Positive economic news from the European Central Bank and Germany, combined with promises of more monetary easing in Japan, helped stock indexes in those countries lead most markets around the world higher Friday.
U.S. stocks rose in early trading, helped by a strong quarterly earnings report from Procter & Gamble.
In Japan, stocks were galvanized by a further drop in the value of the yen, which is expected to help big exporters like Sony. The Nikkei index surged 2.9 percent to 10,926.67, its highest close since April 30, 2010.
The European Central Bank announced Friday that banks were expected to pay back emergency loans at a faster-than-expected clip, implying that the outlook is improving or the likelihood of disaster scenarios is receding. At the World Economic Forum in Davos, Switzerland, ECB President Mario Draghi repeated the continent's economy appears to be stabilizing and he expects recovery later this year.
Meanwhile, in Germany, business sentiment as measured by the Ifo index rose to its highest level since June, as executives said order backlogs are rising.
The Ifo report "nicely illustrates the green shoots in the German economy," said ING senior economist Carsten Brzeski in Brussels.
"Even if the current harsh winter weather might delay the blossoming somewhat, growth should return, leaving the contraction of the fourth quarter quickly behind."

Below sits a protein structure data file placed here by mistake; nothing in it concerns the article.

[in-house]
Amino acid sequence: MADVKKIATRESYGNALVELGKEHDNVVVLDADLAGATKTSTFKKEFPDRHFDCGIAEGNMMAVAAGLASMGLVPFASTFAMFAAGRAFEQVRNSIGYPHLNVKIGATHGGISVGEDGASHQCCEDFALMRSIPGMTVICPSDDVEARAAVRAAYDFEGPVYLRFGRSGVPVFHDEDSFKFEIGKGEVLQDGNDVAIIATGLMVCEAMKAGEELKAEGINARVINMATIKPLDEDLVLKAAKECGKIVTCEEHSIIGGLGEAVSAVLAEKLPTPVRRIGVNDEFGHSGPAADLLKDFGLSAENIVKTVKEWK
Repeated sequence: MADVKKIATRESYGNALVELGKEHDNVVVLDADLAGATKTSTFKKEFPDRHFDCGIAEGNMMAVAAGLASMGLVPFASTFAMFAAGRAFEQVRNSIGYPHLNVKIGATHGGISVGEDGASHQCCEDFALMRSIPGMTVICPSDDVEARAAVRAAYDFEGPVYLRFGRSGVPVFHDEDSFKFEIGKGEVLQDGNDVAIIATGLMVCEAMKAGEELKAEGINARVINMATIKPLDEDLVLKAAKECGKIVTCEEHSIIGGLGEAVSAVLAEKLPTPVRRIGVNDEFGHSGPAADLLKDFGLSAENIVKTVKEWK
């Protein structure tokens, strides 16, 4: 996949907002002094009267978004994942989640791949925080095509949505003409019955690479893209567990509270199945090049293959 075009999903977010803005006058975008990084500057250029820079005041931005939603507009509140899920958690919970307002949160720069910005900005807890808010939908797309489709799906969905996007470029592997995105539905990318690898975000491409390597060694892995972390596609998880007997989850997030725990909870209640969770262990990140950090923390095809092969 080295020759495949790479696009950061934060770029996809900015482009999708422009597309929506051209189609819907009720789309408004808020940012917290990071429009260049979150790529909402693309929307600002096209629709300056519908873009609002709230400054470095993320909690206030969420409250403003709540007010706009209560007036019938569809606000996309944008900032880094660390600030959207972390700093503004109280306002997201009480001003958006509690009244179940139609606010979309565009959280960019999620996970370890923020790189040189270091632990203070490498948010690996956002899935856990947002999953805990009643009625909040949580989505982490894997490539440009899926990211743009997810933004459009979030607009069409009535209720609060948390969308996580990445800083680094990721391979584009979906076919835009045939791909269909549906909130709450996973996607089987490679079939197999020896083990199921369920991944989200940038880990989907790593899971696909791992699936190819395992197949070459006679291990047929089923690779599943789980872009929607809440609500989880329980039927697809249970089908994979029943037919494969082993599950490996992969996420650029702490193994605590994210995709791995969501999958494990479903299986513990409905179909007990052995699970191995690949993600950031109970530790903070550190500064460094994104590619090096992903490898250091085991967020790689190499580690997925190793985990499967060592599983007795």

Germany's DAX ended Friday 1.42 percent higher at 7,857 points, the strongest performer in Europe. France's CAC-40 was up 0.7 percent to 3,778.
Britain's FTSE 100 rose 0.3 percent, to 6,284, after official figures showed the U.K. economy contracted 0.3 percent in the fourth quarter. The drop was worse than expected and shows the economy is struggling to make any lasting recovery.
Meanwhile, Wall Street booked early gains as Procter & Gamble said its quarterly profit doubled in the October-December period and it raised its 2013 forecasts.
The Dow Jones industrial index was 0.37 percent higher at 13,875, while the broader S&P 500 gained 0.34 percent to 1,499.8.
The weaker yen is bad for U.S. exporters, but the effect of that was offset somewhat by a rise in the euro, which was up 0.65 percent to $1.3466.
The yen's drop was unambiguously bad for other Asian economies, as their own goods lose appeal to U.S. consumers.
South Korea's Kospi fell 1 percent to 1,943.97. Hong Kong's Hang Seng lost 0.1 percent to 23,580.43.
In mainland China, the Shanghai Composite Index fell 0.5 percent to 2,291.30 and the smaller Shenzhen Composite Index lost 0.2 percent at 909.52.
In Australia, the outlier, the S&P/ASX 200 rose 0.5 percent to 4,835.20.
Benchmark oil for March delivery gave back earlier gains to be 9 cents lower at $96.87 per barrel in electronic trading on the New York Mercantile Exchange.
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Pamela Sampson contributed to this story from Bangkok.